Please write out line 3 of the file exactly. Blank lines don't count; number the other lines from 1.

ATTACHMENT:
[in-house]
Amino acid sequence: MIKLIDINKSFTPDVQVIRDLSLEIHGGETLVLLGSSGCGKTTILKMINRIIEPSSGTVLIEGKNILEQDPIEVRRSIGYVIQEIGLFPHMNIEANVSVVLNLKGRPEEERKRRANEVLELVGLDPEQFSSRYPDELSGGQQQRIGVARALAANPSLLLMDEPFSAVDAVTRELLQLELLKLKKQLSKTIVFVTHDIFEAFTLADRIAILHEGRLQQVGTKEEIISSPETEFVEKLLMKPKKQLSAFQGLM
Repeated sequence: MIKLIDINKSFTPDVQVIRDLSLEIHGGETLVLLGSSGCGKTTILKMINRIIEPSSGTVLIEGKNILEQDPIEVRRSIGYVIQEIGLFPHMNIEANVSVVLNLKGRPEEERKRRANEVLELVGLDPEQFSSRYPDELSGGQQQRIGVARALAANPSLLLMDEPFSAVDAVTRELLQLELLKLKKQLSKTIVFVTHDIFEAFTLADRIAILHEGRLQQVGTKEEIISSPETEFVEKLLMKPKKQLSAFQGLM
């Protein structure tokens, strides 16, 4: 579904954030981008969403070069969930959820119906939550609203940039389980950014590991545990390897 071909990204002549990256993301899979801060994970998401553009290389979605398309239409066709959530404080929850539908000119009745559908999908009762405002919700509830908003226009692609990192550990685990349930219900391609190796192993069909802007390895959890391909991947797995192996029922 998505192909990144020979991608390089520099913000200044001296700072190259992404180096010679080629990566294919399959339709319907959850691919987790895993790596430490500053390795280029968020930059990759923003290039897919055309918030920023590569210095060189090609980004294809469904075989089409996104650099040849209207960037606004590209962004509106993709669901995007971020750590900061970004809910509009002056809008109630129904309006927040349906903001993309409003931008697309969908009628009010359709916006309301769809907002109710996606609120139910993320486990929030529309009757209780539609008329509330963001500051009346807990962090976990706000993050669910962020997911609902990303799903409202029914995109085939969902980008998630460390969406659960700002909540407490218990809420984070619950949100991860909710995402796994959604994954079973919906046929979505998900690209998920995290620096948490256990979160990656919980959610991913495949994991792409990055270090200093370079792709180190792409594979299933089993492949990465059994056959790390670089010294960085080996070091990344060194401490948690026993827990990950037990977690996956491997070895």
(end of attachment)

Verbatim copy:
Repeated sequence: MIKLIDINKSFTPDVQVIRDLSLEIHGGETLVLLGSSGCGKTTILKMINRIIEPSSGTVLIEGKNILEQDPIEVRRSIGYVIQEIGLFPHMNIEANVSVVLNLKGRPEEERKRRANEVLELVGLDPEQFSSRYPDELSGGQQQRIGVARALAANPSLLLMDEPFSAVDAVTRELLQLELLKLKKQLSKTIVFVTHDIFEAFTLADRIAILHEGRLQQVGTKEEIISSPETEFVEKLLMKPKKQLSAFQGLM